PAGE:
It happens too often. An auto lender or servicer learns their collateral has been towed for repairs and the garage claims a priority lien that can only be discharged by payment for “major repairs,” compounded by ballooning storage fees, and there is no expectation of payment by the borrower. Faced with paying for expensive charges and fees on a vehicle, many lenders and owners of retail installment contracts give up their lien without much, if any, investigation. The problem is that in many instances the repair claim is unauthorized, exaggerated or bogus. The industry-wide result is likely hundreds of millions of dollars in losses.
“I’ve seen that scenario far too often,” says Zahid Kassem of Kassem Consulting. As a former senior vice president of fraud and dealer management at one of the largest subprime auto lenders, Zahid had success preventing losses from impound fraud, particularly in Florida. There, he would be able to post a bond with the county court, which would call the bluff of the supposed lienor by making them swear to the cost of repairs and fees in court. “In many instances, we found the charges were fraudulent and the fraudster had to cave.”
Such an outcome is not necessarily easy to achieve by a lender on its own. It takes substantial, specialized resources and effort to cover the three main issues at play: lien laws, collateral value and risk. First, on the legal side, the lien laws that fraudsters try to game vary greatly by state, so there is no one size fits all solution.
Knowledge of local lien laws is a must. The timeframe to object or interject into the lien sale process can be quite short. In addition, the judicial remedy is not clearly expressed in some states. Second, on the analytical side, whether it makes business sense to challenge the claim or release its own lien requires the lender to have a good understanding of the value of the collateral. Finally, gauging correctly the risk that a claim is fraudulent necessitates some knowledge of trends and claims in a given market. “This is where analytics are needed to make the best decision given the particular vehicle, lien amount and claimant,” suggests Joshua Wortman of General Forensics.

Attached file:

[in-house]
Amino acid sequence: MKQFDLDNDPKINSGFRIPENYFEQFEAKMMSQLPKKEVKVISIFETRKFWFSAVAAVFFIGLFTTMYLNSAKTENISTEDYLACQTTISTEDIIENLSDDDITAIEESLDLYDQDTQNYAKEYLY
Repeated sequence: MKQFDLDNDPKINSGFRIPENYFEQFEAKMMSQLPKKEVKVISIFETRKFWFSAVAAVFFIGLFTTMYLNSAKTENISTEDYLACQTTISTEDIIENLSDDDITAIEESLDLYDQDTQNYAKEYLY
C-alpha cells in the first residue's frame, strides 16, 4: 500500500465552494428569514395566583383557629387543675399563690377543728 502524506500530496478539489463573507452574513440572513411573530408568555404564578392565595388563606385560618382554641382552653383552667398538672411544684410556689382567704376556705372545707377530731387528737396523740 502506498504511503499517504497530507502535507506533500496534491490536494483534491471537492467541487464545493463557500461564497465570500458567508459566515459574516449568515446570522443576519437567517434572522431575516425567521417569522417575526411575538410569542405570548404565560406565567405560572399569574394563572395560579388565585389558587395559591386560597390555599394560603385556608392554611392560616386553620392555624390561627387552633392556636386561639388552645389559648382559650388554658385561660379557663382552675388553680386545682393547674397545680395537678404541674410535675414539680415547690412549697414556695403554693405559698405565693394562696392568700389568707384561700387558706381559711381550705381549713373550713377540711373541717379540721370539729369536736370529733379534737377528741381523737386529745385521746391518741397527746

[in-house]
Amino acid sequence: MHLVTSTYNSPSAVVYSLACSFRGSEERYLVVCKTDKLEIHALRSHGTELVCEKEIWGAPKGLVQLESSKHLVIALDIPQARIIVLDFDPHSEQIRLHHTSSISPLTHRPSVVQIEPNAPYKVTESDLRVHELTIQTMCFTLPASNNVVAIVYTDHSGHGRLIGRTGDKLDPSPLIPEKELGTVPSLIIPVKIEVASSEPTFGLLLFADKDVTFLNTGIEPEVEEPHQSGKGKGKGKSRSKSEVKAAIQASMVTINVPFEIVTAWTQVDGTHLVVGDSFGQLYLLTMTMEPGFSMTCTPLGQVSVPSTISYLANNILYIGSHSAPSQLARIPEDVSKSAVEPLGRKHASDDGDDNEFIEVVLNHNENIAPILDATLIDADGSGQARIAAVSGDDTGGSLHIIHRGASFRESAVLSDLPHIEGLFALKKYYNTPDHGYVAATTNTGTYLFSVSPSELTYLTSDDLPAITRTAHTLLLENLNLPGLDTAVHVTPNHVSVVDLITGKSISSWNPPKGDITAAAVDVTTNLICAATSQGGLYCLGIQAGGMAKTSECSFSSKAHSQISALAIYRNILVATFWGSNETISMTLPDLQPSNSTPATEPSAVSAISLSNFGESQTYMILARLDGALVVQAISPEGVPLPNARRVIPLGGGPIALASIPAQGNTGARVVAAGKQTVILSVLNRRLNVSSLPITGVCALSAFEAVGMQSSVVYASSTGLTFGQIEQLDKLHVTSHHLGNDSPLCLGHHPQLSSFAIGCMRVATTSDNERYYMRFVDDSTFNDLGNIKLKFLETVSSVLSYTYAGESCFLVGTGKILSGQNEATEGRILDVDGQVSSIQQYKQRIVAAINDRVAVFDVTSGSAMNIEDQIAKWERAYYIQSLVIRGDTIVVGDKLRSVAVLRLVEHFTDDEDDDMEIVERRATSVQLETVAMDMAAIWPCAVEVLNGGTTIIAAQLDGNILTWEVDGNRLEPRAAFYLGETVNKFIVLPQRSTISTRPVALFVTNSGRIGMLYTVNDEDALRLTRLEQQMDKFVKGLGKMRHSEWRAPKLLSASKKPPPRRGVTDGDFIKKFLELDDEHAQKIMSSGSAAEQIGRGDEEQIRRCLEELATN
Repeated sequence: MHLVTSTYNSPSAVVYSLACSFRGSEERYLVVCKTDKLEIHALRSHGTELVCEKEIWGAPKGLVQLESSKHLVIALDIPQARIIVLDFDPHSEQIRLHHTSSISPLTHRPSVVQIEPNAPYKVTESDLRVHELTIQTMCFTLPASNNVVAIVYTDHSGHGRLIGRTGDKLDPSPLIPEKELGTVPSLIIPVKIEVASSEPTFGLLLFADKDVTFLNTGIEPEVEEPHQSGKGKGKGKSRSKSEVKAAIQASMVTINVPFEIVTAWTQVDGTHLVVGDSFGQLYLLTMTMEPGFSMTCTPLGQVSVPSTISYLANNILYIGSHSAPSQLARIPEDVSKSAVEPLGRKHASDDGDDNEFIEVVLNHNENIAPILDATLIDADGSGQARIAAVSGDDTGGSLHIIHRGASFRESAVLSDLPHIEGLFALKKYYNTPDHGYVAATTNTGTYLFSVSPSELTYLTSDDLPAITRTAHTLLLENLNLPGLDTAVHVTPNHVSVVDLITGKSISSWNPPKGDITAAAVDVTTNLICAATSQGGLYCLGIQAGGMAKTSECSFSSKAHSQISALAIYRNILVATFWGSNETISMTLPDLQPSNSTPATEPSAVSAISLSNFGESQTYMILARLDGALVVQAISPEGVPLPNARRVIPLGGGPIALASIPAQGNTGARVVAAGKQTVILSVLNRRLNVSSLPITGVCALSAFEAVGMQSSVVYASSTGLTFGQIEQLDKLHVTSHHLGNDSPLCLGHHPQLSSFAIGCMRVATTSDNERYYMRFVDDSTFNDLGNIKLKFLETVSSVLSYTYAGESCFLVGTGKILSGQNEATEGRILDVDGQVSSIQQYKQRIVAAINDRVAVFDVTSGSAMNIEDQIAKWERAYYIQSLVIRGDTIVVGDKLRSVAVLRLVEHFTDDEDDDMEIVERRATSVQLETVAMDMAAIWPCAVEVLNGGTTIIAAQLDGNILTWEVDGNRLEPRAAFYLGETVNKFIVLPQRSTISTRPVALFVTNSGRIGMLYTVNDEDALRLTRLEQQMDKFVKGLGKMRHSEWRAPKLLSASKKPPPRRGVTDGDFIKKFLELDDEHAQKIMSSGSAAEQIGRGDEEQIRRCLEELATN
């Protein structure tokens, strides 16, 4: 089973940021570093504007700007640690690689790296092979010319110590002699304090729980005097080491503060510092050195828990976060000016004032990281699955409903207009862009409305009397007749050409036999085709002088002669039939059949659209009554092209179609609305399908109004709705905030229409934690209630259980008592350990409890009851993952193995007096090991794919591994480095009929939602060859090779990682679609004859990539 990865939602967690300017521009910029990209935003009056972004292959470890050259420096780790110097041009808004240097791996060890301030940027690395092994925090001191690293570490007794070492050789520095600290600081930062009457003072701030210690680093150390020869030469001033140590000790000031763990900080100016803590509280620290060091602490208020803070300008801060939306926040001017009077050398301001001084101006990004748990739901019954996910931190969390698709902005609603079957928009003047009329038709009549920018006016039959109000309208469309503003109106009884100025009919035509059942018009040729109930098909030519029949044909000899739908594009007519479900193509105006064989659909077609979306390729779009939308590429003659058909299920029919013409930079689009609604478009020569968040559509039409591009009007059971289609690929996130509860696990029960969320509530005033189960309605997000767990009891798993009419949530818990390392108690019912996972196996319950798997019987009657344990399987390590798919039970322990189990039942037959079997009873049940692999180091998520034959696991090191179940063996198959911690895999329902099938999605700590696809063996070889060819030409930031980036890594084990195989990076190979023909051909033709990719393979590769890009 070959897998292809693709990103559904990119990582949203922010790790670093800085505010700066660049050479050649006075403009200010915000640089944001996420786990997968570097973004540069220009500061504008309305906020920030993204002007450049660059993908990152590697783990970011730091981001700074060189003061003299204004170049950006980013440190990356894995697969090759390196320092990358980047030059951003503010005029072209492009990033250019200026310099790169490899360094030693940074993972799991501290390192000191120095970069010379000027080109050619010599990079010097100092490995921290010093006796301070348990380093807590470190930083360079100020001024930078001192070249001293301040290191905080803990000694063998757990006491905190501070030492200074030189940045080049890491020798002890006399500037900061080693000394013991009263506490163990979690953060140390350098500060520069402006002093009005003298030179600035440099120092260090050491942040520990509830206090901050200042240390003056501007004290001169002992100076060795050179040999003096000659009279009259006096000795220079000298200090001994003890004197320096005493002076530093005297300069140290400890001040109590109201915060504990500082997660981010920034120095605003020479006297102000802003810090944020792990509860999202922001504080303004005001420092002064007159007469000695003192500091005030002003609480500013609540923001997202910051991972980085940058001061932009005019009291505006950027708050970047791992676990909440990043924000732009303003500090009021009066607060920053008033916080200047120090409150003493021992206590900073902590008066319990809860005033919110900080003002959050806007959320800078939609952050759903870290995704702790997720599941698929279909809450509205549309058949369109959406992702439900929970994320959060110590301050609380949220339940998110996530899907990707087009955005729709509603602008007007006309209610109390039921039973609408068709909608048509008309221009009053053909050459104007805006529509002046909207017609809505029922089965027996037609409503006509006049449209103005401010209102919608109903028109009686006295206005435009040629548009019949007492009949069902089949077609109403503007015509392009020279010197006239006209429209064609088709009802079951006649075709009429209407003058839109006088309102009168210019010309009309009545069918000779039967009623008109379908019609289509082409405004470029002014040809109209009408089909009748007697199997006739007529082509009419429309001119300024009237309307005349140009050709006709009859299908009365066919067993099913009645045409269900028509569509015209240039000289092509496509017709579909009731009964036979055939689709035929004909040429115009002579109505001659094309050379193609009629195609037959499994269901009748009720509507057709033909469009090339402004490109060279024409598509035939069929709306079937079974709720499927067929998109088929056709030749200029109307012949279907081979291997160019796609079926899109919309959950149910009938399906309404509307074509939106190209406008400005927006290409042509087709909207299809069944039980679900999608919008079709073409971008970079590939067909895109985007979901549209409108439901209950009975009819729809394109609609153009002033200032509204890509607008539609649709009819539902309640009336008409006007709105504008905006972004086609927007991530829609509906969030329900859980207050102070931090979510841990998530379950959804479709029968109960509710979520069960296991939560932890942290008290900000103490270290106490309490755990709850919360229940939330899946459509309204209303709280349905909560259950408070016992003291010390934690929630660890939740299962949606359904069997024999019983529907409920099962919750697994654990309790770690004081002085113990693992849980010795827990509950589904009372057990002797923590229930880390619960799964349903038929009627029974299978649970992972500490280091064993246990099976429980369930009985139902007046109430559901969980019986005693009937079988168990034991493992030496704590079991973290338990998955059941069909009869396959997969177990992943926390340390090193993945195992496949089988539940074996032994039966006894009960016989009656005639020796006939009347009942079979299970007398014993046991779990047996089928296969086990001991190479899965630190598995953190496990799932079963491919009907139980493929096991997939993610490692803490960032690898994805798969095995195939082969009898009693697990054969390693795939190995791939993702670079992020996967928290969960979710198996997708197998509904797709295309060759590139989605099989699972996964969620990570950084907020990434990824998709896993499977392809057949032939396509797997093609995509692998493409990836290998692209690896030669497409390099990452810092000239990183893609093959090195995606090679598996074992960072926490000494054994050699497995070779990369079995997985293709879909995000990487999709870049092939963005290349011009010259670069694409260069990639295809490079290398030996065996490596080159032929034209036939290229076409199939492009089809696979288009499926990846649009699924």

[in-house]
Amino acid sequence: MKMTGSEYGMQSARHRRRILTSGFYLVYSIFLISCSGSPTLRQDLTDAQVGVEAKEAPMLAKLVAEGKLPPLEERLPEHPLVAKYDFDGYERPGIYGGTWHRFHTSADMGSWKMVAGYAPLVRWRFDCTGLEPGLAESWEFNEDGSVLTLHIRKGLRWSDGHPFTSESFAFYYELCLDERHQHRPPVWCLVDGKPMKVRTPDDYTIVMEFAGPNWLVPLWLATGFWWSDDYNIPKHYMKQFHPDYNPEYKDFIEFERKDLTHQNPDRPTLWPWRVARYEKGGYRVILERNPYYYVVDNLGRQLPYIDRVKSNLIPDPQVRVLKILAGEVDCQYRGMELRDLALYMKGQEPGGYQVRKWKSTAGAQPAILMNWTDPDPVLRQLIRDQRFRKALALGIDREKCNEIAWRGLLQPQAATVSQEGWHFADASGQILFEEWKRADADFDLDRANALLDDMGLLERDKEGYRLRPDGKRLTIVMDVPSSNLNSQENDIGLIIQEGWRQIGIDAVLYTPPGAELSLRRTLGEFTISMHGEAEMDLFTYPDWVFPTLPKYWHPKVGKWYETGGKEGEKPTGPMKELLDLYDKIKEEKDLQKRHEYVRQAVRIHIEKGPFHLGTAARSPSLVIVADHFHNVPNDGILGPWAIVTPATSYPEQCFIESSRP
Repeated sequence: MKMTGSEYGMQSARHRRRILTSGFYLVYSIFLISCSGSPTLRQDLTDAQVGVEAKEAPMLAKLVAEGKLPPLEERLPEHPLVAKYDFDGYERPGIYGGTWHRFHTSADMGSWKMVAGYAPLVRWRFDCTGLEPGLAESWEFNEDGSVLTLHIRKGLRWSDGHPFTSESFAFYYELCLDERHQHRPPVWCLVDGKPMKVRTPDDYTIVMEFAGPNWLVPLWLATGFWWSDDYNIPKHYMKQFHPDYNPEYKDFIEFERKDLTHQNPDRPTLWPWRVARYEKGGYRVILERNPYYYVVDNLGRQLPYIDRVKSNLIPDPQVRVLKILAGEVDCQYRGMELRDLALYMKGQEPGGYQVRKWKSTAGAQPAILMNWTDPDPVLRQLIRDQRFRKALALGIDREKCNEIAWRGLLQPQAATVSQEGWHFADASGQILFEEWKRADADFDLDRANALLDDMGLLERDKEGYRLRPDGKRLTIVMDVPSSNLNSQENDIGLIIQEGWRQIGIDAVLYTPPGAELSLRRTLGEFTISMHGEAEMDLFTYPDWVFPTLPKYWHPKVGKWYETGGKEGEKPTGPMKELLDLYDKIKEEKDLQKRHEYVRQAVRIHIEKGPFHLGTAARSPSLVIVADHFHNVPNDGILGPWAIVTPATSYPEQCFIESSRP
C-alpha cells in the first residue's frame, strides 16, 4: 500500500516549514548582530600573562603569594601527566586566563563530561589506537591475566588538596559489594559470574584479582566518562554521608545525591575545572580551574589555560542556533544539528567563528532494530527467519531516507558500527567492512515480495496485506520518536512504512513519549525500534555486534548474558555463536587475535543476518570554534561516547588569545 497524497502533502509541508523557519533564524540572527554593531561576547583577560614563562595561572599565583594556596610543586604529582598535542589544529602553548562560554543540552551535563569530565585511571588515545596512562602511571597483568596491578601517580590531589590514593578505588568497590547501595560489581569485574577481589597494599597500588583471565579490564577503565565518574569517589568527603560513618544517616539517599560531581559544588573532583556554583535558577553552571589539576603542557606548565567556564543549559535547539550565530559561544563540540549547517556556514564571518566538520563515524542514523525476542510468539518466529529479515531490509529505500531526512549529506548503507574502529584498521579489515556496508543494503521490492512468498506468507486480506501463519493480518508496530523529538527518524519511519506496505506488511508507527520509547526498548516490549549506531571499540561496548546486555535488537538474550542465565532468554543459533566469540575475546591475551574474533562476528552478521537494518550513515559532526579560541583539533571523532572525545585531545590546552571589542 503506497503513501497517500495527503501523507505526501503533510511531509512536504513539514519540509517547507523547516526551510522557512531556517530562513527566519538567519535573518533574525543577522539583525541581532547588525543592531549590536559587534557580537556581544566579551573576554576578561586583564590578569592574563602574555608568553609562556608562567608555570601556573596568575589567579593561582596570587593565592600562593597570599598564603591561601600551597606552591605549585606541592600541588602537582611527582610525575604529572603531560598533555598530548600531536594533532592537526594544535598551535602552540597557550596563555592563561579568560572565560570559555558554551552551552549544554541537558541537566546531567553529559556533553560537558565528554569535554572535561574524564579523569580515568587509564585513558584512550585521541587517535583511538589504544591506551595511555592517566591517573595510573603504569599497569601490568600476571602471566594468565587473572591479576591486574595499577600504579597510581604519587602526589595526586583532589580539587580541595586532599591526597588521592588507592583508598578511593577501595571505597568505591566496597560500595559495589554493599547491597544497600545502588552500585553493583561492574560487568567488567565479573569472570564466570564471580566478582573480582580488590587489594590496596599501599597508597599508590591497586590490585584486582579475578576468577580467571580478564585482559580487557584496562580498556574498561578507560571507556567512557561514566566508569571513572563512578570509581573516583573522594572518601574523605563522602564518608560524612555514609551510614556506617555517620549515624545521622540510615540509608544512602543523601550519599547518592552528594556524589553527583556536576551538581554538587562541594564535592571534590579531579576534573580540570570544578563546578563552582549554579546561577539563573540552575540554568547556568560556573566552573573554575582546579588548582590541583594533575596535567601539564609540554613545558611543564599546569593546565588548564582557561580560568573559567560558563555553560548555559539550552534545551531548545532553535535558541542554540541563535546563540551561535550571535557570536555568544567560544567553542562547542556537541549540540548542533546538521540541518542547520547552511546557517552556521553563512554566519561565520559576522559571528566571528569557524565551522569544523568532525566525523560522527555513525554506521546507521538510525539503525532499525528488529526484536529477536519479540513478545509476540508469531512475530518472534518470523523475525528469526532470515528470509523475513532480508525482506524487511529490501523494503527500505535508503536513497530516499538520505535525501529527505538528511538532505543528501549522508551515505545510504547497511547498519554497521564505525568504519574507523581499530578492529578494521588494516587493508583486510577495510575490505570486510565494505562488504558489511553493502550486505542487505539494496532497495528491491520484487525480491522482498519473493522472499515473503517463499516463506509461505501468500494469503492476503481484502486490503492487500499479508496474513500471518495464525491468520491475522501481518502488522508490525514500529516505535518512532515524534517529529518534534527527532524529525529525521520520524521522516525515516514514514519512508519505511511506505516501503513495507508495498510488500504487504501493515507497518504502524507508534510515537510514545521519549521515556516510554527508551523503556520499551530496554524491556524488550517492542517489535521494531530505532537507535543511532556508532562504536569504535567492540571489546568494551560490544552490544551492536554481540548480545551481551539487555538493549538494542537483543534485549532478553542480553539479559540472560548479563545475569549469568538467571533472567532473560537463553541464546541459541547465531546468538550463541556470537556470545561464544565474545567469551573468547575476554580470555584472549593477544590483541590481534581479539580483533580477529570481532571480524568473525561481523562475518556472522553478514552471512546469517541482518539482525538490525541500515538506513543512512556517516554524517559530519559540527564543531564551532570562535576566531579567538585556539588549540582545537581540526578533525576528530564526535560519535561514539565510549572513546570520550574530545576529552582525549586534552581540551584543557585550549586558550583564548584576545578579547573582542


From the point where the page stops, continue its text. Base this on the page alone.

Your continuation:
Despite all of these challenges, the good news is that the lien laws with which the tow truck operator or garage must comply, whether framed under local law as mechanic’s liens, storage liens, garagekeeper’s liens or artisan’s liens, often impose numerous detailed requirements, which must be satisfied by the lot or garage to enforce a lien with priority over the lender. Such requirements relate to the proper form and substance of notices to be given to certain persons, including those holding an interest in the vehicle, the timing of such notices, dollar limits on claims and other substantive and procedural requirements. Given all the hoops a claimant must go through, there’s a good probability proper attention and investment by a lender would identify defects in lot and garage processes that would nullify any claim of a priority interest.
The simple fact is impound fraudsters count on lenders and servicers to not invest the specialized resources and efforts described above to investigate their claims. And truth be told, it has largely paid off for the fraudsters given how thinly spread a lender’s fraud prevention unit may be and the time and effort involved in refuting individual claims.
Left unchecked, loss severities will continue to be impacted. As secondary market investors take more notice of this issue, we will see that both originators and servicers step up anti-impound fraud efforts, especially in the worst offending states: Florida, California, Illinois, Texas and New York.
When it comes to impound fraud and the decisions required, lenders and services ought to take Kenny Rogers’ advice and know “when to hold them and when to fold them.” If the industry starts to pay attention and implements the right process, there may come a tipping point where impound fraud is less lucrative for the fraudsters to pursue. For now, it continues to decimate the value of repossessions.